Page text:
A lot of advice about persuasion assumes a relatively equal power dynamic. But sometimes you need to persuade someone higher up than you in a hierarchy: your boss, their boss, a project leader. For that you need four specific strategies: focus on common goals, get to a neutral space, let them build your case with you, and know your next steps. This approach is effective in a workplace, or in any hierarchical organisation, as long as the participants have some common ground to build on.
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I'm going to pick on a story I saw in the Wall Street Journal, but only because it's typical of a whole genre of advice offered by rich and powerful people, most of them white men. It's a 2016 first-person essay by Brian Scudamore, the creator of 1-800-GOT-JUNK, called "Why This CEO Takes Every Friday Off."
Scudamore explains that he "recharges" on Fridays, and spends Mondays "just thinking." He offers this as career advice.
All too frequently, people who are good at making a thing get promoted to be the supervisors of the people making the thing — without any training as to how to lead. So how do you become a good boss? Do you pick up leadership skills on the job, or is special coaching required? We find out this week.
We want to hear about your worst boss. You know the one: the blowhard who talked over you at every meeting; the unhinged lunatic who expected you to answer emergency texts at 3am; the so-called “genius” who couldn’t help but scream at everyone because she was just so darn passionate. Or maybe the one who would lick his fingers constantly and then used his wet fingers to plaster his bangs down onto his forehead, all while never breaking eye contact. (Oh, wait, that’s my story.)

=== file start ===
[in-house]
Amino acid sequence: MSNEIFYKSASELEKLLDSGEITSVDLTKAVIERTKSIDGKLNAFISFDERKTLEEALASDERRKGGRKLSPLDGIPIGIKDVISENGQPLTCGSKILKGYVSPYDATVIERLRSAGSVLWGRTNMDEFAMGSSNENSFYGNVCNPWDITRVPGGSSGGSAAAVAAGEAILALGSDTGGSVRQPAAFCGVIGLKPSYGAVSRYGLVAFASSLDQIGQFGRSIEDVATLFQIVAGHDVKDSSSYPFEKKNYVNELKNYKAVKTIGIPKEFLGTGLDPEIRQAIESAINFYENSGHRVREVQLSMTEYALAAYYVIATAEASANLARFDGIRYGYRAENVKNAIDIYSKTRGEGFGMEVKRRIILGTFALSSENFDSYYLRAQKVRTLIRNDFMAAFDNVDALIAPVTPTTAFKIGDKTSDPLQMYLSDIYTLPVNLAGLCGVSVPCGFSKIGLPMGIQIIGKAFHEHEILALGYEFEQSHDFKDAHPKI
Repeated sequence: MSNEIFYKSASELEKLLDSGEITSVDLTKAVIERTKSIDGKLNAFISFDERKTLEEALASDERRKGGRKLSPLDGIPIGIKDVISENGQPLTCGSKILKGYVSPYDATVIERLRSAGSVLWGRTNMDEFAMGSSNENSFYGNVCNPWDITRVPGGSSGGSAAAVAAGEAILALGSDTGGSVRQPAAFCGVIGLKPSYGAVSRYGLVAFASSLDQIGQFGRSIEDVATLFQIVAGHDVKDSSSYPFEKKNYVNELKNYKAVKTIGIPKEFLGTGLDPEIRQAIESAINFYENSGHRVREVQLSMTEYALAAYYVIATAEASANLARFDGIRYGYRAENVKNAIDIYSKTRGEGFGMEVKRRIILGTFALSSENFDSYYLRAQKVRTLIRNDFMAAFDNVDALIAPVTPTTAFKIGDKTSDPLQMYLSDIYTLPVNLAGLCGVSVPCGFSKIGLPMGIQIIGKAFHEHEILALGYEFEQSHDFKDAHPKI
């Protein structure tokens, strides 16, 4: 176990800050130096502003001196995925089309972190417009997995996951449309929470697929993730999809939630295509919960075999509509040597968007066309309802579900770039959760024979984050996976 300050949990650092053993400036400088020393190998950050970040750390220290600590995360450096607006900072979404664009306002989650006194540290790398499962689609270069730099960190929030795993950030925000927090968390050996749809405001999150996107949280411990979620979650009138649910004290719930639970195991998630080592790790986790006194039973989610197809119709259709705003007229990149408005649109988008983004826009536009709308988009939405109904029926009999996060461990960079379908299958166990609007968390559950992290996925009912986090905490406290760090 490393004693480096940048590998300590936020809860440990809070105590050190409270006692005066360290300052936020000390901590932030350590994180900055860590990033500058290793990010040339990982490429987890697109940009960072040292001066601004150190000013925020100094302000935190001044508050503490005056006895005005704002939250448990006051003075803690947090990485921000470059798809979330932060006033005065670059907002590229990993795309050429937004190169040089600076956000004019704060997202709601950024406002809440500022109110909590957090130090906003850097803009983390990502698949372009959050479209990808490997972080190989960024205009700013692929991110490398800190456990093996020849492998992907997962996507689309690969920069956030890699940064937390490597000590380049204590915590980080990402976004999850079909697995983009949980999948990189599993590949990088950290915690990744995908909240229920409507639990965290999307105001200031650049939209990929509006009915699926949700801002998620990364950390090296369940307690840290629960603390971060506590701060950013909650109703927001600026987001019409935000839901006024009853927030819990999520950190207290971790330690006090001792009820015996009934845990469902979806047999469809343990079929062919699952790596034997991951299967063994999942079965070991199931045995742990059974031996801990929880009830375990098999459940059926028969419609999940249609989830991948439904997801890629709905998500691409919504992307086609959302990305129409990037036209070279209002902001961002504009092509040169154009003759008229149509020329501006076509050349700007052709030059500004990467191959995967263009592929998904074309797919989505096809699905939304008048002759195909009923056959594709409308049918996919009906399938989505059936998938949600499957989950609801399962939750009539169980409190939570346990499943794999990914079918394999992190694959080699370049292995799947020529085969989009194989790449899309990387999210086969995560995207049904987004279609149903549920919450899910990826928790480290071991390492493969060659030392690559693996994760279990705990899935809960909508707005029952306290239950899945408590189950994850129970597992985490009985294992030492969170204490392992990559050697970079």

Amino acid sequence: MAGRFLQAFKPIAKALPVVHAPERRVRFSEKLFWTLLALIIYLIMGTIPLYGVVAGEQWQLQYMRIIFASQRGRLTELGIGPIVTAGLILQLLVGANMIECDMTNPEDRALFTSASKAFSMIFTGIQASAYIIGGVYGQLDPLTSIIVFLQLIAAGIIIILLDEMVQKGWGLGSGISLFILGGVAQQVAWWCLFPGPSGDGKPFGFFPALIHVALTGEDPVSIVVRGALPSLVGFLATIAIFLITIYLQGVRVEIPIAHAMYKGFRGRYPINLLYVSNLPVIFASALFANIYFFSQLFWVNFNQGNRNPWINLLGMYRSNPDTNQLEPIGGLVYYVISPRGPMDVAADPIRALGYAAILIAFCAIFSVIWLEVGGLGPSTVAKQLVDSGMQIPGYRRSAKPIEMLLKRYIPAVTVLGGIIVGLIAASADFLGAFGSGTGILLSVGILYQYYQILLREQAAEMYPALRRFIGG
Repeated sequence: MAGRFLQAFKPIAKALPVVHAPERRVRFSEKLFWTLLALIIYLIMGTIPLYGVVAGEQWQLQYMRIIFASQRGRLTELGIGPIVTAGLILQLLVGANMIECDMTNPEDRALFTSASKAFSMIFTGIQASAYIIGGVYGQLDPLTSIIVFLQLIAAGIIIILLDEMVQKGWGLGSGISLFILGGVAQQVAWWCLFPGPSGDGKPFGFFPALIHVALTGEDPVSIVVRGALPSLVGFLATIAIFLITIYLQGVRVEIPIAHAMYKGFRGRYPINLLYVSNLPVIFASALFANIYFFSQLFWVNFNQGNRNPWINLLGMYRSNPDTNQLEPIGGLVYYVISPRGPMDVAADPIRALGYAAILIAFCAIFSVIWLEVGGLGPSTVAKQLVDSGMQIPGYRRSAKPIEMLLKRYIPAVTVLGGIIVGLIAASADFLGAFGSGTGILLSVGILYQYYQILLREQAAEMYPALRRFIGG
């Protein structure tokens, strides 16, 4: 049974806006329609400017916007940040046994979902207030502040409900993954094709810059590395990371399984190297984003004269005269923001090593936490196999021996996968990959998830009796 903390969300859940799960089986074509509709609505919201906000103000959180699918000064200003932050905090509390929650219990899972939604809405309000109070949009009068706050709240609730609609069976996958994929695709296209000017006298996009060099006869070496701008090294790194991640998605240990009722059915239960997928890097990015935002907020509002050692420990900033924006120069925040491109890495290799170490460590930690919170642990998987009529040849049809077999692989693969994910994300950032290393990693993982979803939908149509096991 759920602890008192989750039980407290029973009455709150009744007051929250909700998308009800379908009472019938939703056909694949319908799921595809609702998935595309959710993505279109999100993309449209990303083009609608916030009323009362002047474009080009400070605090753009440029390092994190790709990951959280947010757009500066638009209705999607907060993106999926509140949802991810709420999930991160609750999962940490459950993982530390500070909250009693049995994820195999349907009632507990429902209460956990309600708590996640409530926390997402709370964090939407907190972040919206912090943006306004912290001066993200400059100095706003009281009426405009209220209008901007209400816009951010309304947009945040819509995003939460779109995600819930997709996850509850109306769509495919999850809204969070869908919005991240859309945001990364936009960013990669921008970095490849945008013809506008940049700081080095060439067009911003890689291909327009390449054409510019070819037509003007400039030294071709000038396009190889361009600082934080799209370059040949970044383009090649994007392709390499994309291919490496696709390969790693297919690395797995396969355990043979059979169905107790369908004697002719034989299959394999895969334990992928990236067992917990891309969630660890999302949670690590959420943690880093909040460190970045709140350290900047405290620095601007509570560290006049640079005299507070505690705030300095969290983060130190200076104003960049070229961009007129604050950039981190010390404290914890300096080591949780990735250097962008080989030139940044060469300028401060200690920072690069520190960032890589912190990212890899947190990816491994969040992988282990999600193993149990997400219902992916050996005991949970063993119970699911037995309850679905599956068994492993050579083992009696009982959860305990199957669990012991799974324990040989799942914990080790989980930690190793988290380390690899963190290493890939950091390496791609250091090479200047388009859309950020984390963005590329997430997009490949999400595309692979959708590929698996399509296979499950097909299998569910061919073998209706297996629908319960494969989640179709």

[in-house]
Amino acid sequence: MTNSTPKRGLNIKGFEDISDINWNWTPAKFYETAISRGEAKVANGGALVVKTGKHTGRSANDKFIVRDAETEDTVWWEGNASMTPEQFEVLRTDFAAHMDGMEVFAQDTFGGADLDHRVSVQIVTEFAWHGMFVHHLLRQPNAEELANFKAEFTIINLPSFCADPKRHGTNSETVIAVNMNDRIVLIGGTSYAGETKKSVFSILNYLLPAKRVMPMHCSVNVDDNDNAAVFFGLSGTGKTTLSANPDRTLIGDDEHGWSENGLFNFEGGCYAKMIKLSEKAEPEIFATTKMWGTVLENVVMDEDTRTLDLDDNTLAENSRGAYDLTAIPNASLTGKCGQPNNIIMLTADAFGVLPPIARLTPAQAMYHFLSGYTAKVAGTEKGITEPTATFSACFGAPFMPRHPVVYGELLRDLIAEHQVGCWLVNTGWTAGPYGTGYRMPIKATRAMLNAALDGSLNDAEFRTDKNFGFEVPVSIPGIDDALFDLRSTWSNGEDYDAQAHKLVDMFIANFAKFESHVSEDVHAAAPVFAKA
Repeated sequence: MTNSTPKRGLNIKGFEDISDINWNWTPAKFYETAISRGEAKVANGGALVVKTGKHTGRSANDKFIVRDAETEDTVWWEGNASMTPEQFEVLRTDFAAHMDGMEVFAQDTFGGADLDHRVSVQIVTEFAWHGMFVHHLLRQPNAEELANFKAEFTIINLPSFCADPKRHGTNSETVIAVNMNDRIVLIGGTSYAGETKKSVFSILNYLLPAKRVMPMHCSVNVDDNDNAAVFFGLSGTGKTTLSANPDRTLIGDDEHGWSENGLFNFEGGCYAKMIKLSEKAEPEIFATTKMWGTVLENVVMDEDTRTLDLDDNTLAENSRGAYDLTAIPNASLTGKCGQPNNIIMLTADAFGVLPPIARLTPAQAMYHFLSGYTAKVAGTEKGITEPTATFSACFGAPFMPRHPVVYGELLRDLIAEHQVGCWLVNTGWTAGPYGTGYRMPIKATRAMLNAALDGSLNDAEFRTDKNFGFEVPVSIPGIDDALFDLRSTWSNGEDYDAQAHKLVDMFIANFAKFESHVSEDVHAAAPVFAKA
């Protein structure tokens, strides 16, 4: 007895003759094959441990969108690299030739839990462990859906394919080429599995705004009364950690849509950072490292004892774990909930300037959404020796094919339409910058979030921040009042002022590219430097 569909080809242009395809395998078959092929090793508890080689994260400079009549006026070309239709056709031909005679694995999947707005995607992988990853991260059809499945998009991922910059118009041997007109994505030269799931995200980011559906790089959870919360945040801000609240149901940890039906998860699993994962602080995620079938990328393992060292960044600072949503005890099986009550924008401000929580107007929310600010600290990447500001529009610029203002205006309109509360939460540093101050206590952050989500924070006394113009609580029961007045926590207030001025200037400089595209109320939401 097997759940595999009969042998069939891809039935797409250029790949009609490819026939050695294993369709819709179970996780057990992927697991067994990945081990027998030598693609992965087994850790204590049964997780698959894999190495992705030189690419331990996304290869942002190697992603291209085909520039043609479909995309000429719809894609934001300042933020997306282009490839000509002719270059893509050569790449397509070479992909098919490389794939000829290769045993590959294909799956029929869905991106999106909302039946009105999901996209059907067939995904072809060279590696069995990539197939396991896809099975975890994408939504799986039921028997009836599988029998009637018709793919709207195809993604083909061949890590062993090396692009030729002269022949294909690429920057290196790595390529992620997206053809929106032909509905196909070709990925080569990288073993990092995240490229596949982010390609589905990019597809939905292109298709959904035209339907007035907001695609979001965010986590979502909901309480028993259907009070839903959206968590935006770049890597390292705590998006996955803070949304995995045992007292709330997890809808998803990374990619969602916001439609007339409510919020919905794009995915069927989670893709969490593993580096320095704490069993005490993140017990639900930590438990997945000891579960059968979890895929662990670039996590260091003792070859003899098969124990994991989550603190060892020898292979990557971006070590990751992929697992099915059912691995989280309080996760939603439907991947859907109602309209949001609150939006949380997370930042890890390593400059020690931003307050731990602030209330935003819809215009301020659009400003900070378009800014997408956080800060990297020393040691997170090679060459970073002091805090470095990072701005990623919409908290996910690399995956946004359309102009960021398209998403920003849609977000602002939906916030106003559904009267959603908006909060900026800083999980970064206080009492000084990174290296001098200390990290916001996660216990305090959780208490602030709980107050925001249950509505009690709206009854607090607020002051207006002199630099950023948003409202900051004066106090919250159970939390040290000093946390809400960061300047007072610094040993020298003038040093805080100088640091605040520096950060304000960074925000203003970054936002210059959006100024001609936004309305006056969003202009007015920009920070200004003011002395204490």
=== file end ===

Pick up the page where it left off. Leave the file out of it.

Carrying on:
Video: If you work from home, you know how important it is to stay connected with your boss and coworkers via email and chat programs such as Slack. The trouble is, text-only communication can leave a lot up to the imagination in terms of tone. Is your online boss really a jerk who hates everything you do? Or are you just reading their messages in the worst way possible?
Just like with regular employees, the professionalism and likability of managers can vary greatly - some are excellent at their jobs while others are truly terrible. Either way, there are a few things you just shouldn't say to your direct superior. After all, they ultimately hold the keys to your future in the company. Aside from the obvious — like profanity and insults — here are the words and phrases you should never utter to your boss.
When you're mentally done with your job, it's easy to give up and put in less effort. You hate your job anyway, so what's the point in trying? It's a tempting thought, but it usually works in your favour to continue to do good work even when you're fed up.
How your boss manages you can have a lasting impact on what kind of worker you become in the future and affect the way you deal with your subordinates if you do end up in a management role. We take a look the qualities that a "superboss" would possess based on the experiences of a software industry veteran.